The exemplary circuitry of core 22 includes RAM address circuitry 40, staging flip-flops 42, eight addressable color separation tables (LUTs) 44, staging flip-flops 46 and interpolation stage 48. RAM address circuitry 40 is configured to receive the 4 most significant bits of the three colorant bytes in one embodiment. The 4 least significant bits of the bytes are provided to staging flip-flops 42, 46 which provide appropriate timing to provide the unprocessed least significant data to interpolation stage 48 aligned with the most significant data processed within circuitry 40, 44. The least significant data is utilized by interpolation stage 48 to implement exemplary interpolation operations.
The entire 24 bits may be passed unprocessed through flip-flops 42, 46 to interpolation stage 48 if the current processed pixel comprises a no operation (NOP) pixel wherein the data is staged for timing but not processed (e.g., staging of data for a NOP pixel may also be provided for translation circuits 20, 24). For a NOP pixel, interpolation stage 48 may strip the two bytes for the other colorants not being processed to provide only the 8 bits for the individual colorant currently being processed using core 22.
RAM address circuitry 40 operates to address LUTs 44 using the most significant bits of the three bytes for the three colorants of the pixel being processed. LUTs 44 comprise eight LUTs in one exemplary embodiment configured to provide eight respective vertices of a cube which bound the desired output converted value to be determined by interpolation as described in the patents incorporated by reference above.
In one configuration, the LUTs 44 may be configured to provide a plurality of processing channels corresponding to the respective pixel types of the pixels being processed. For example, if one pixel comprises a text pixel, a first portion of the 8 LUTs 44 may be addressed while if another pixel comprises a graphical pixel, a second portion of the 8 LUTs 44 may be addressed. Accordingly, RAM address circuitry 40 operates in one embodiment to select appropriate respective different portions of the 8 LUTs 44 for color conversion responsive to the object type or other pixel identifier of the pixel being processed.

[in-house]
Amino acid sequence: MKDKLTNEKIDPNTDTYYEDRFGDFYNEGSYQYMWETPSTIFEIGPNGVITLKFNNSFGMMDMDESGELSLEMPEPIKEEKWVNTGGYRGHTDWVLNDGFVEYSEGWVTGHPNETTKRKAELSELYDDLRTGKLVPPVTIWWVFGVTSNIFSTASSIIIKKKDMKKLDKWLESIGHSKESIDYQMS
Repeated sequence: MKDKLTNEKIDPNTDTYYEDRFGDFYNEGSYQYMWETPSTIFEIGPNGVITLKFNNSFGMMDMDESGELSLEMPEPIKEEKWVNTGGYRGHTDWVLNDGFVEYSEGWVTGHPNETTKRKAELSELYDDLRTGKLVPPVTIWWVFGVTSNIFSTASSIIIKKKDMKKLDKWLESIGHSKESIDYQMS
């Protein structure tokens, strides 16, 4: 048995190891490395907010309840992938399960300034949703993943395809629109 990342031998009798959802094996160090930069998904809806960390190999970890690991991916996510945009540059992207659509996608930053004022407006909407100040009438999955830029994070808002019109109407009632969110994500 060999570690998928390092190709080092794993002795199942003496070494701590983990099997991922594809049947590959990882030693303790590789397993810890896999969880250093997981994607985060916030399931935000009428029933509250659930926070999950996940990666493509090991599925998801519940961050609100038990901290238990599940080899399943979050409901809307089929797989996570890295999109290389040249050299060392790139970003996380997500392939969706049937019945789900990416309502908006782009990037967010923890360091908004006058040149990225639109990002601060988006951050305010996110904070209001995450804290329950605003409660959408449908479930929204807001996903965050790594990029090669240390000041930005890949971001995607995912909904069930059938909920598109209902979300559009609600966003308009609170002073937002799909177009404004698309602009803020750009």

The plurality of channels of the eight LUTs 44 (corresponding to the pixel types of pixels being processed) may implement different color space conversion operations yielding different converted values corresponding to the respective channels. For example, a converted value determined using one channel may differ from a converted value determined using a different channel. In addition, the converted values resulting from addressing of the different channels may provide conversion (in conjunction with interpolation stage 48) to different output color space representations (e.g., wherein black information is imaged in different ways). In one embodiment, if one pixel is identified as a text pixel, conversion to a first output color space representation (CMY process K) may be provided, while if another pixel is identified as a graphical pixel, conversion to a second output color space representation (CMYK), different than the first output color space representation, may be provided. Identification of the pixel type (e.g., using an object type control signal) of a pixel controls RAM address circuitry 40 to select the appropriate channel of the 8 LUTs 44 to provide the desired color space conversion.